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Min Wang and Irwin L. Goldman

Genetic relationships among 37 accessions of Beta vulgaris, including 21 table beet, 14 sugar beet, and two Swiss chard (Beta vulgaris ssp. cicla) accessions, were evaluated using randomly amplified polymorphic DNA (RAPD). Genetic distance was estimated based on the presence or absence of polymorphic RAPD bands. Multidimensional scaling plots of genetic distance values revealed that table beet inbred lines from the University of Wisconsin Table beet Breeding Program clustered in an intermediate position between sugar beet breeding lines and standard table beet germplasm, likely because of their origin from an introgression program designed to incorporate sugar beet genes.

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Peter J. Mes* and James R. Myers

Tomato lines carrying the genes Aft, atv, Abg, hp-1, and an as yet undetermined gene from the introgression line LA2099 have been combined to produce fruit with elevated anthocyanin content. The antioxidant activity of juice made from anthocyanin-expressing tomatoes was compared to juices made from tomatoes with varied carotenoid content. The contribution of anthocyanin to the total antioxidant activity of the whole fruit in current material is small, but with potential for significant improvement. The increase in flavonoids in the elevated anthocyanin lines has increased water-soluble antioxidant activity of the fruit in vitro.

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Angela Baldo, Larry Robertson, and Joanne Labate

Cultivated tomato varieties are genetically extremely similar. We identified 764 Unigenes with potential single nucleotide polymorphisms (SNPs) among more than 15 cultivars from public expressed tomato data. By sequencing regions from 53 of these Unigenes in two to three cultivars, we discovered an unexpected wealth of nucleotide polymorphism (62 SNPs and 12 indels in 21 Unigenes). This included a high proportion of predicted nonsynonymous nucleotide (17 of 33 SNPs in exons) and nonconservative amino acid (6 of 16 nonsynonymous SNPs) changes. We hypothesize that five of these regions are associated with introgressions from wild relatives. Identifying polymorphic, expressed genes in the tomato genome will be useful for both tomato improvement and germplasm conservation.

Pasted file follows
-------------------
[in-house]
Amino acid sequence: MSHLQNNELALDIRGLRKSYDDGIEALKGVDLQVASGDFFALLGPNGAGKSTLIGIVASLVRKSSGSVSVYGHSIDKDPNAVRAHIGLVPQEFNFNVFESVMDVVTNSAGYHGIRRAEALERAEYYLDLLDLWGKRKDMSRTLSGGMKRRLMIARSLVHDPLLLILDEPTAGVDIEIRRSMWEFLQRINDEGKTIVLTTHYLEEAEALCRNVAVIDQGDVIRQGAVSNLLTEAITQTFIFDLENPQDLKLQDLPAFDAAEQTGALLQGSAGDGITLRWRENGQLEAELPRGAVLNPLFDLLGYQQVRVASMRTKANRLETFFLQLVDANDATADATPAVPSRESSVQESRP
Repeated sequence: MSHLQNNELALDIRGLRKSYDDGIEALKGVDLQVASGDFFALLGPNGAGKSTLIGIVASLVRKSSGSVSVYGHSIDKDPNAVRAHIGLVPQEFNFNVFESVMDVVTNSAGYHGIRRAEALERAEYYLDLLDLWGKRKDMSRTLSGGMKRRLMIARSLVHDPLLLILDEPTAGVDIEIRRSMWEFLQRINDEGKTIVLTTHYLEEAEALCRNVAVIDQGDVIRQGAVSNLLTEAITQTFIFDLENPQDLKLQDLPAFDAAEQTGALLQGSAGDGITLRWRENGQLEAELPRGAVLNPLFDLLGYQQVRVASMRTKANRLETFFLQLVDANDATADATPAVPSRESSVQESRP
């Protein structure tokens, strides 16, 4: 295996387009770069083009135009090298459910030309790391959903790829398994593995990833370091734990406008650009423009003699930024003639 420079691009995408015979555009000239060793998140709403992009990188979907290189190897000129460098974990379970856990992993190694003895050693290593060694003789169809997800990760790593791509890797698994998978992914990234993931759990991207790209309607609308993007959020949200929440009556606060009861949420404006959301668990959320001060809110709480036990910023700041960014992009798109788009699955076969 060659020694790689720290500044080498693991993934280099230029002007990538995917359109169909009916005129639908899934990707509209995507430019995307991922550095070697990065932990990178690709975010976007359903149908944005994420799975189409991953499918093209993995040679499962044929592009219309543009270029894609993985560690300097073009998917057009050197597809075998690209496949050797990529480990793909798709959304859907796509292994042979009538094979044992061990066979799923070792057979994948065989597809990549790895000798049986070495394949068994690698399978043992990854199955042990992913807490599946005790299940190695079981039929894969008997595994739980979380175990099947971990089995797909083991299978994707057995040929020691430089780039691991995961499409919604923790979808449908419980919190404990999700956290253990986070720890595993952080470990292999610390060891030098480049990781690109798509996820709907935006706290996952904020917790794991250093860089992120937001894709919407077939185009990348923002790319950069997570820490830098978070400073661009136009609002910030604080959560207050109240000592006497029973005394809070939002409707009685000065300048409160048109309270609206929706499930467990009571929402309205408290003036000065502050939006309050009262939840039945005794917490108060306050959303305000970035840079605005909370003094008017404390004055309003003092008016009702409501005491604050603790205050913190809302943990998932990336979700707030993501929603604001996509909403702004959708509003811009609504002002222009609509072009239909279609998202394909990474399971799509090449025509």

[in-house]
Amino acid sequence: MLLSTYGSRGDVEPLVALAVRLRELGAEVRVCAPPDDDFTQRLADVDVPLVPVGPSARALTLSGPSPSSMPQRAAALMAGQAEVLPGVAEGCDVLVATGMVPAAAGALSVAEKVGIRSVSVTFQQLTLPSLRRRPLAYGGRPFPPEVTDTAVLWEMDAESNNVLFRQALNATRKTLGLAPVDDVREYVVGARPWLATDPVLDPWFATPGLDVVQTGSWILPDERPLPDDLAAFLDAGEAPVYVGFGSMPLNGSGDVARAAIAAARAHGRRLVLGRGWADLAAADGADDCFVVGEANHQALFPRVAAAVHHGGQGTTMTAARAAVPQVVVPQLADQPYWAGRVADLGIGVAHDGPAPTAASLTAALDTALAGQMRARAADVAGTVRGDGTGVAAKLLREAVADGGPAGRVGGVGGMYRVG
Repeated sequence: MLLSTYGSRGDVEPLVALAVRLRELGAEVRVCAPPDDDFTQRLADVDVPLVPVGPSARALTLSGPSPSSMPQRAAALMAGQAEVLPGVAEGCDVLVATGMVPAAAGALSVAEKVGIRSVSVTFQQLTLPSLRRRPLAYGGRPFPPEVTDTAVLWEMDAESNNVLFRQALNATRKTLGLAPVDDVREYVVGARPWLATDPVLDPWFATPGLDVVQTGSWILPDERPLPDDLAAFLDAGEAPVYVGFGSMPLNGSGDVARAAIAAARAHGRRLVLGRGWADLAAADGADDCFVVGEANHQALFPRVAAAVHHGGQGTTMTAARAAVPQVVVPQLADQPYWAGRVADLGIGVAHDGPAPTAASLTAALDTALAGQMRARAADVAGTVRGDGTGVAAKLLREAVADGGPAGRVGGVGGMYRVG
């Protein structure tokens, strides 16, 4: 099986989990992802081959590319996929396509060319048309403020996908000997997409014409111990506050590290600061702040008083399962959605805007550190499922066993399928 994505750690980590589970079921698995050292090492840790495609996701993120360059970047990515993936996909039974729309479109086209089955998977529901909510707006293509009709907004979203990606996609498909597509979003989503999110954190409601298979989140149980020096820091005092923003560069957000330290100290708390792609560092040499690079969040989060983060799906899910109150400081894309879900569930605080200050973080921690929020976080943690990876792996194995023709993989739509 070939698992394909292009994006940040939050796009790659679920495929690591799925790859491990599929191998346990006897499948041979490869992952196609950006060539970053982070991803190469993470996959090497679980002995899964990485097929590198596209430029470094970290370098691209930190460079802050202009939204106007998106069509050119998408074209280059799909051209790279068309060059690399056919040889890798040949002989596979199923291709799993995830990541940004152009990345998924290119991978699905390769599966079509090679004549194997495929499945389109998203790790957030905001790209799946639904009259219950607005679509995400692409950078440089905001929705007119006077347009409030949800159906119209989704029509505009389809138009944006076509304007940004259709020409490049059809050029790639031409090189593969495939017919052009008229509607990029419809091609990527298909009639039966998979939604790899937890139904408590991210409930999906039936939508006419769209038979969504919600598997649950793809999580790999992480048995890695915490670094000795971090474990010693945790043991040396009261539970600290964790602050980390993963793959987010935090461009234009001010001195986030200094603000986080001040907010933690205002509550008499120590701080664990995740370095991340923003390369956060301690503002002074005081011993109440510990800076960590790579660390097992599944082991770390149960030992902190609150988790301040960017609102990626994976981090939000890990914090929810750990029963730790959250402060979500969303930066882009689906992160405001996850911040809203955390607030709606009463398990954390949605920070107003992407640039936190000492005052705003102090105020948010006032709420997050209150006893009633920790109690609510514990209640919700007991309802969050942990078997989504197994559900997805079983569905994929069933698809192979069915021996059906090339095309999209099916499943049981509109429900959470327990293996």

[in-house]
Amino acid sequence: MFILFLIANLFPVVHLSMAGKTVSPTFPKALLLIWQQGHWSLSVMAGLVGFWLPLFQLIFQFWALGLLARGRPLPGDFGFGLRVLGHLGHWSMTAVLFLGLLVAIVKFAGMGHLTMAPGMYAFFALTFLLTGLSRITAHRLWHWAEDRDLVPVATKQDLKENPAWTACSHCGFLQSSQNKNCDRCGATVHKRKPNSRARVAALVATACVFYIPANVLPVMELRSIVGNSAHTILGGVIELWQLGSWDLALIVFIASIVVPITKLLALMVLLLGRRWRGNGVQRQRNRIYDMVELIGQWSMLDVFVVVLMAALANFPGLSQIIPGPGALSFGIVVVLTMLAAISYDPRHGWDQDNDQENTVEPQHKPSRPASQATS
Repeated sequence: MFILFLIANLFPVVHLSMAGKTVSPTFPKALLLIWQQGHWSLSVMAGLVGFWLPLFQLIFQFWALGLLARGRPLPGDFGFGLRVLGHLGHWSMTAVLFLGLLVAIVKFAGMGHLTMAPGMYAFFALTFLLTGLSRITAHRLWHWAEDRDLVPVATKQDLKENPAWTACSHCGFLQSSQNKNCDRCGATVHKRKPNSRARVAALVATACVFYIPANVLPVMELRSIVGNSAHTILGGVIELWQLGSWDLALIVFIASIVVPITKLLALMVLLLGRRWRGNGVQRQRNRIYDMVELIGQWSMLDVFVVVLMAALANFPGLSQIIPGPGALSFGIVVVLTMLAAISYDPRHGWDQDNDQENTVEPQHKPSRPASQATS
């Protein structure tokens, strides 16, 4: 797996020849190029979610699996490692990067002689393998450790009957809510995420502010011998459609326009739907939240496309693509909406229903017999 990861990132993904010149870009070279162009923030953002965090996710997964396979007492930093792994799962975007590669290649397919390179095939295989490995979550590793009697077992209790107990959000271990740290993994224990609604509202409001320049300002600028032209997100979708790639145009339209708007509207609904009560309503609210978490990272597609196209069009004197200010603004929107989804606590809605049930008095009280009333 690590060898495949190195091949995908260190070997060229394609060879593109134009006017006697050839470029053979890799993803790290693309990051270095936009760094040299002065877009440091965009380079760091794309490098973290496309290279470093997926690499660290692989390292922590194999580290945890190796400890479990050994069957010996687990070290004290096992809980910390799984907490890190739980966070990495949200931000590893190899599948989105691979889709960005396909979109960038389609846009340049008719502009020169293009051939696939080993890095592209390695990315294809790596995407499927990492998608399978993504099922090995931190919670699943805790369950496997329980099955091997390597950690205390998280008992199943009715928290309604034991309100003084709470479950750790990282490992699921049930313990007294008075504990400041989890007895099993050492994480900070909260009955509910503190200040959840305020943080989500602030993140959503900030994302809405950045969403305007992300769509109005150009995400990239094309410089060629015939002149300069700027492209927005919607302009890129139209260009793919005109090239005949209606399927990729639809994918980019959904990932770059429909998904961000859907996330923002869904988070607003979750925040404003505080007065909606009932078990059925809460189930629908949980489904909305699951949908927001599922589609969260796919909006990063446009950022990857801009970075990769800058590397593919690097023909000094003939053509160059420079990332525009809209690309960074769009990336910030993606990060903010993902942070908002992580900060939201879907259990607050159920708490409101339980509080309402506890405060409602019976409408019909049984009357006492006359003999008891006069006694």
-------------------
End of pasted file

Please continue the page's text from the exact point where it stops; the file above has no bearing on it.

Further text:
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Dale E. Kester and Thomas M. Gradziel

Approximately twenty native almond species have been described. Representative germplasm from seven of these are present in UC collections and have been used in crossing. Three specific breeding lines utilizing these species are described. One (1980 series) involved increasing yield potential through selection of high blossom density following gene introgression from Prunus fenzliana. A second involved incorporation of self-fertility, late bloom, smaller tree size, early maturity, high blossom density, and desirable nut characters from Prunus webbii into commercial breeding lines. A self-fertile selection resembling `Nonpareil' has been obtained from this material. The third line involves transmission of a unique thin, netted-surfaced, hard-shell phenotype from Prunus argentea.

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W. Patrick Wechter, Ralph A. Dean, and Claude E. Thomas

Two 24-mer primers, MUSKFOM I and MUSKFOM II, were developed that amplify a 1.5-kb DNA fragment in race 1 Fusarium wilt resistant muskmelon (Cucumis melo L.), but not in race 1 susceptible germplasm tested. Three race 1 resistant cultivars and two race 1 resistant breeding lines as well as eight race 1 susceptible lines were analyzed using the two sequence-specific primers in the polymerase chain reaction. These primers should prove valuable for nondestructive determination of Fom 2 gene introgression in breeding programs.